Album from the gods after a five-year wait

Will Sergeant and Ian McCulloch from Echo And The Bunnymen.

An album from the gods after a five-year wait

Forget the fact that you can close your eyes and swear that Echo and The Bunnymen lead vocalist Ian McCulloch sounds more like Chris Martin of Coldplay.

Echo And The Bunnymen in concert.

Overlook the five-year interval between Meteoorites, the 12th studio album from McCulloch and fellow original band member Will Sergeant, and the previous musical offering, The Fountain in 2009.

Meteorites, recorded in the band’s home city of Liverpool and London, features an intoxicating mix of acoustic strings and orchestral flavours which literally scream out at the listener.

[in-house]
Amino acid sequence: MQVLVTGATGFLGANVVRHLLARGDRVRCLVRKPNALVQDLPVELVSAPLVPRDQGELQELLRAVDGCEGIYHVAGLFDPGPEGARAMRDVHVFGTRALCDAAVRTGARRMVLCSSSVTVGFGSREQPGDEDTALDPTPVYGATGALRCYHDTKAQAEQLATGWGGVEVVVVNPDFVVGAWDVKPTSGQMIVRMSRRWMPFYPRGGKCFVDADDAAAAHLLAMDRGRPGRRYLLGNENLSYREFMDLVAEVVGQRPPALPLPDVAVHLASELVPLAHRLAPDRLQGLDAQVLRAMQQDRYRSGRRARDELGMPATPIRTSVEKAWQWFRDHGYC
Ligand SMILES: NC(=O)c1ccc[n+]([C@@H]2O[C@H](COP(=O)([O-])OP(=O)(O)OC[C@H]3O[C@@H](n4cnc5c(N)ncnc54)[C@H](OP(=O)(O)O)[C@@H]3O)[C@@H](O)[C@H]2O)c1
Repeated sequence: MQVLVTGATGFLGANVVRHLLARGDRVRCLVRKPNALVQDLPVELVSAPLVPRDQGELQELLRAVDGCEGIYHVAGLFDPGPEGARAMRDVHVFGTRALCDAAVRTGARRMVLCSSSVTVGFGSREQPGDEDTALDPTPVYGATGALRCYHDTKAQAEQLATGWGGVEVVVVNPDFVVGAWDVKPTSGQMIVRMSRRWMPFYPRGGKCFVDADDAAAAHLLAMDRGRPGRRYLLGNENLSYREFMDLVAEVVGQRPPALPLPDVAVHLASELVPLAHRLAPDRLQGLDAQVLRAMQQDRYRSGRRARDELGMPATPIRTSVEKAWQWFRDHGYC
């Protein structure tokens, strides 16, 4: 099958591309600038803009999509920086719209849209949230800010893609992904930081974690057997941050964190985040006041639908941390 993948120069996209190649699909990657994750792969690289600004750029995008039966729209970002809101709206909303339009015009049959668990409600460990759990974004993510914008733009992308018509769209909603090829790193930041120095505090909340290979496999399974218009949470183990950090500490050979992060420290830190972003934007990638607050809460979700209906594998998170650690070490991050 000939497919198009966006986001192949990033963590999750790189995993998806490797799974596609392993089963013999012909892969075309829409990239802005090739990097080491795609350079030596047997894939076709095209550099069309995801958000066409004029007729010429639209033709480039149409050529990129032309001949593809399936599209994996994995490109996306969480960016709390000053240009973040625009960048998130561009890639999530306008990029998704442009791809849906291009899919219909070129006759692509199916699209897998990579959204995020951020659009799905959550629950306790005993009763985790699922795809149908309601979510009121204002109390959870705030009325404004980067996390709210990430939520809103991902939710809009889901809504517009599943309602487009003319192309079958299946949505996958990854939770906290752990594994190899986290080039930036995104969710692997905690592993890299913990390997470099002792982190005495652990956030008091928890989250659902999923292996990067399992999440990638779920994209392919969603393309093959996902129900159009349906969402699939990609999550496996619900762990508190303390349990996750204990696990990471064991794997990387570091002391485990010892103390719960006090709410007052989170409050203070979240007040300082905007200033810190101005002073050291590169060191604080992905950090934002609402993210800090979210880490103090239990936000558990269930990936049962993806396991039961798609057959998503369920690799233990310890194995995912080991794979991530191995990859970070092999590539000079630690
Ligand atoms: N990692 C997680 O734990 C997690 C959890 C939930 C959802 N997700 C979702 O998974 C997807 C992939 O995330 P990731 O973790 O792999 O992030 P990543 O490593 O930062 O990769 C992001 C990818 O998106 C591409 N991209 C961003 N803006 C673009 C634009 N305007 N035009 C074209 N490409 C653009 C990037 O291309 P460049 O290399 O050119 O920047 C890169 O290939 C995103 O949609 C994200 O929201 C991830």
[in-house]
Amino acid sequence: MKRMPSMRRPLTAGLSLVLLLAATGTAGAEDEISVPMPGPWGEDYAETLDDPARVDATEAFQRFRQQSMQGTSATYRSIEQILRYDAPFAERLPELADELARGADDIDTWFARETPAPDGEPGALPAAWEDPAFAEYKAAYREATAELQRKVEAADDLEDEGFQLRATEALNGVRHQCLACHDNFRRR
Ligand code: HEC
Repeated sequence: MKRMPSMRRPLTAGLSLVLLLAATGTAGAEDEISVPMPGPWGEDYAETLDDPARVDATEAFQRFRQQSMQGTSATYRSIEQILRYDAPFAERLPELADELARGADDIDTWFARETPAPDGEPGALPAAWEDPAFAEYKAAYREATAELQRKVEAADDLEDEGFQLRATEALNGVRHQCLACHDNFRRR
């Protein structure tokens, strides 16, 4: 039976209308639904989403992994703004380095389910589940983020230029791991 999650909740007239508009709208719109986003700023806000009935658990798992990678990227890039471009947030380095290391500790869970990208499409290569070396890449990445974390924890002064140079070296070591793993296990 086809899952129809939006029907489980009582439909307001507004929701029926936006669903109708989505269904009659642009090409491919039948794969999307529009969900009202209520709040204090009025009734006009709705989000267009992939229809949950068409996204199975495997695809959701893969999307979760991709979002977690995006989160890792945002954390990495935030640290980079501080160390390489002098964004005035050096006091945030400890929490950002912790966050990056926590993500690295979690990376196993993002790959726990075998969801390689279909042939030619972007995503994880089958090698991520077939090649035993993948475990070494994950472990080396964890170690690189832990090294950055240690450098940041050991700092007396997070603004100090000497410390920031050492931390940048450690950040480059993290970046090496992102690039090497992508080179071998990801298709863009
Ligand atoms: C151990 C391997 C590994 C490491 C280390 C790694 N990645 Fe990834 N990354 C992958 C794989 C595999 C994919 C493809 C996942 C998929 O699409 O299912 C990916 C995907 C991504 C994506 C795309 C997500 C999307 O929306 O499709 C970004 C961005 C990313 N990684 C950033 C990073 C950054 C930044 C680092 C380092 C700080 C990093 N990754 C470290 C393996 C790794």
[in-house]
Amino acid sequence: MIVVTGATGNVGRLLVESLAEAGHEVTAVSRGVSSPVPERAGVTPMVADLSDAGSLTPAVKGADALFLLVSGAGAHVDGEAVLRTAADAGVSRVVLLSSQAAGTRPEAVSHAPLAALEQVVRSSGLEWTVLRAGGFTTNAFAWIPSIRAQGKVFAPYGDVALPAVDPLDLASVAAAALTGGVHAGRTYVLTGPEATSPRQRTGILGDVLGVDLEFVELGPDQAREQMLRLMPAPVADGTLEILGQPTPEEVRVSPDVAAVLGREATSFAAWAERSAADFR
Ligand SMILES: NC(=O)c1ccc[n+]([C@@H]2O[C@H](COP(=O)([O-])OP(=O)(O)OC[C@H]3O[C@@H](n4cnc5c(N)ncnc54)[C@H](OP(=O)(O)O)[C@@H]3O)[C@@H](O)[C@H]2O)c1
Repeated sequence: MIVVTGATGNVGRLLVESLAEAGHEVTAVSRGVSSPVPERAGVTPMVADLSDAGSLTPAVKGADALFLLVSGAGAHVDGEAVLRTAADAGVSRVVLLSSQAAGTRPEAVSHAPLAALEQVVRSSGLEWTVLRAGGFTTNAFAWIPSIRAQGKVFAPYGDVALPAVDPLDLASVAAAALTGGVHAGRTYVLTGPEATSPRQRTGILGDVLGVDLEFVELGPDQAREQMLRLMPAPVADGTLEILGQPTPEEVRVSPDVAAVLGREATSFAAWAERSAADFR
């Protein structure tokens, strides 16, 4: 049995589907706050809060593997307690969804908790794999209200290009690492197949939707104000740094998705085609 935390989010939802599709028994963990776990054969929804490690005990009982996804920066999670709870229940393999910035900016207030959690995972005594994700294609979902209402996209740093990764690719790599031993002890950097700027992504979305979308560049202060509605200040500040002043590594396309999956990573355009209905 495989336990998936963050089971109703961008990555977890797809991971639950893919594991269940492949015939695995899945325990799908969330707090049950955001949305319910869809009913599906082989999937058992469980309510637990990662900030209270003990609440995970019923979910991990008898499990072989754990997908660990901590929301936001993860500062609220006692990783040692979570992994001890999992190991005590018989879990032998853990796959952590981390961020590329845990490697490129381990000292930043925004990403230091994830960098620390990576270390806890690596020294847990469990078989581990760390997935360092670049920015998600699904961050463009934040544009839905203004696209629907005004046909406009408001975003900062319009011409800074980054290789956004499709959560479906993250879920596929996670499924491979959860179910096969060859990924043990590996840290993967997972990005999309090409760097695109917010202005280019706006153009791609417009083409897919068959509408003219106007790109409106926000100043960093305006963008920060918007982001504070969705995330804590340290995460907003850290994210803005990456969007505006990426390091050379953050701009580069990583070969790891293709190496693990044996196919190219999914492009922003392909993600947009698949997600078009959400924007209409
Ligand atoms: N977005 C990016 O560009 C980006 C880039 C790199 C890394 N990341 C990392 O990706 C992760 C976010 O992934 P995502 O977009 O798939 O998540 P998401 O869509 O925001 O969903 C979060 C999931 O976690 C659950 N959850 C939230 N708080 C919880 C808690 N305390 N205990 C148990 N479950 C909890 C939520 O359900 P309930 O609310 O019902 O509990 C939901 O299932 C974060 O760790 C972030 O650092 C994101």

Songs responsible for this include Is This a Breakdown? Explosions, Burn It Down and the final track New Horizons with its nod to David Bowie.

But there are also European influences on Constantinople and Market Town, the latter song which could easily be mistaken for one by Sheffield band Reverend and the Makers.

There is even a shade of Elvis Presley’s Blues Suede Shoes in Grapes Upon The Vine.

But the stand-out track is Holy Moses with its driving bass guitar and passionate mission to bring the New Romantic sounds of the 1980s into the 21st century.

In this year when we celebrate the 100th anniversary of World War I breaking out, the words of the late Sir Winston Churchill best sum up Echo and The Bunnymen’s new album Meteorites.

“This was their finest hour.”

Music Review by Winston Brown

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